Like the Articles of Incorporation, this part of nonprofit work can get very formal and complex for beginners trying to navigate the semi-corporate structure of conducting meetings, electing directors, discussing bylaws, and going through the motions so to speak. Your first meeting however should cover topics like:
Don’t forget to record “corporate minutes,” take roll call, record everyone’s name, and have it signed by all attending directors then add this to your new records book. If this is all new to you, use a savvy Corporate Bylaws Template from step 4 which you can customize for your nonprofit and get an idea of the paperwork-side of bylaws.
An EIN, or Employer Identification Number, is a 9-digit number required by all business and nonprofit entities under law in order to effectively track their financial activity. Think of it as a social security number for your nonprofit, but it will also make it possible to legally hire paid employees if needed and open up a bank account in Step 10.
Almost every transaction your nonprofit engages in will require an EIN. That said, you can get one quickly and free of charge by applying online through the IRS Website.
At this point your NY nonprofit corporation should be established, so now it’s time to handle any licensing/permit requirements and apply for tax exempt status. While we advise consulting a lawyer, here are some steps you can take to get the ball rolling:
A couple other resources we recommend you bookmark would be the NY office of the Small Business Administration and the state’s Biz-Dev Center because they have tons to offer nonprofits in terms of connecting with helpful services and other state-level organizations.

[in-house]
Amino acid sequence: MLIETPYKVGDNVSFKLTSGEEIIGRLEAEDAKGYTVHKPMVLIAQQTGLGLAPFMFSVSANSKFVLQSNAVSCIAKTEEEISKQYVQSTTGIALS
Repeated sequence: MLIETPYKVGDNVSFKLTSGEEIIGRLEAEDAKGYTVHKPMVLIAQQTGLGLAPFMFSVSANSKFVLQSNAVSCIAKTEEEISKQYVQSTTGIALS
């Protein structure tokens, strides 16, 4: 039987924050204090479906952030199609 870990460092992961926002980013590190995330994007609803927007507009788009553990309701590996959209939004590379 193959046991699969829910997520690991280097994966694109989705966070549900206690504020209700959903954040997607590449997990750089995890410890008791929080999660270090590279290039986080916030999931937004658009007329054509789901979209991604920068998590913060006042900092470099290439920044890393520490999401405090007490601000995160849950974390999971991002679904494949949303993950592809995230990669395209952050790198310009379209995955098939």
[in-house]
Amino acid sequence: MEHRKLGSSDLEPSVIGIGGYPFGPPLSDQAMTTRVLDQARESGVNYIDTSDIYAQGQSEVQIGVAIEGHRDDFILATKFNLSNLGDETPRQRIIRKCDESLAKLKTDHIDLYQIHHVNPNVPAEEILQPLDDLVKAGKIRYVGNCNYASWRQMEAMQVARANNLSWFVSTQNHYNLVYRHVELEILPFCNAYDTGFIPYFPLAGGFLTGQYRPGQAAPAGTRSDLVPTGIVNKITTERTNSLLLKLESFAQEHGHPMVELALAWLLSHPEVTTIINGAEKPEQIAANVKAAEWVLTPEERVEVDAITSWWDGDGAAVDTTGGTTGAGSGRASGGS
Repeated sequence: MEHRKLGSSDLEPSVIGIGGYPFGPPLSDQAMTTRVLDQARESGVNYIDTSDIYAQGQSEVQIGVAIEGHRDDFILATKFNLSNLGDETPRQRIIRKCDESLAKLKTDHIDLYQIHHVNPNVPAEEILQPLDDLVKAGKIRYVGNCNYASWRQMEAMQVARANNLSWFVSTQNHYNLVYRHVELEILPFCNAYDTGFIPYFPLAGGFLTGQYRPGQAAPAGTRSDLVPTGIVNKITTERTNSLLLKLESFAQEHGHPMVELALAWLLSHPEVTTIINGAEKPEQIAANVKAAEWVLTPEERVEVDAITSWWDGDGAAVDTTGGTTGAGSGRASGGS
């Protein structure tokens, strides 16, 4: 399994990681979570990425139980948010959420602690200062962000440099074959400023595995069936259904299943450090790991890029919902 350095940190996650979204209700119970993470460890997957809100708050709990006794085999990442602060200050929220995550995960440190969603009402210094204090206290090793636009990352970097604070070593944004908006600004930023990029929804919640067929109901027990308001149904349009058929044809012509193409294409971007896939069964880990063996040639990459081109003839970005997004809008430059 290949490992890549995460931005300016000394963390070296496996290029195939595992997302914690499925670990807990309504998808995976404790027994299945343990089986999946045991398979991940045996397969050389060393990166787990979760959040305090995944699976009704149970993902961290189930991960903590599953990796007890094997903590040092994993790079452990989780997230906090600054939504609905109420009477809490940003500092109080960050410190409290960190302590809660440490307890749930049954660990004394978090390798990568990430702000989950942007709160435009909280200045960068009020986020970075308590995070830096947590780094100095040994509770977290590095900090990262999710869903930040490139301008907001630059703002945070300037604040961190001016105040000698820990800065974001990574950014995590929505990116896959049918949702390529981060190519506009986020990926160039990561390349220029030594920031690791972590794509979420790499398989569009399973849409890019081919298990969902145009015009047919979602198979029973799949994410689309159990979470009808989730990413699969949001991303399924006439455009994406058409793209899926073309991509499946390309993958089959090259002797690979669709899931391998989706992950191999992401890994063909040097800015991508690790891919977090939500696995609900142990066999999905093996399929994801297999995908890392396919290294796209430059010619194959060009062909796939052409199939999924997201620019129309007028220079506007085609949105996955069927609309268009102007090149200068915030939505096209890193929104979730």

As a nonprofit you’re looking for financial utility and solutions that are geared for your needs – low fees, waved expenses, great online banking options, good interest rates (if your nonprofit maintains higher account balances) and other valuable services.
So, take some time to shop around at local, state and national banks/credit unions until you find the best option. Also, if you haven’t already, consider appointing a Chief Financial Officer (CFO) who’s knowledgeable and can help. If needed, check out this brief breakdown of Nonprofit Accounts to gain a better understanding and be sure to keep your nonprofit account 100% separate from all others.
If you’d like help forming a 501(c)(3) Nonprofit In New York, we highly recommend looking into Harbor Compliance for personalized top-to-bottom nonprofit formation and obtaining IRS 501(c)(3) status.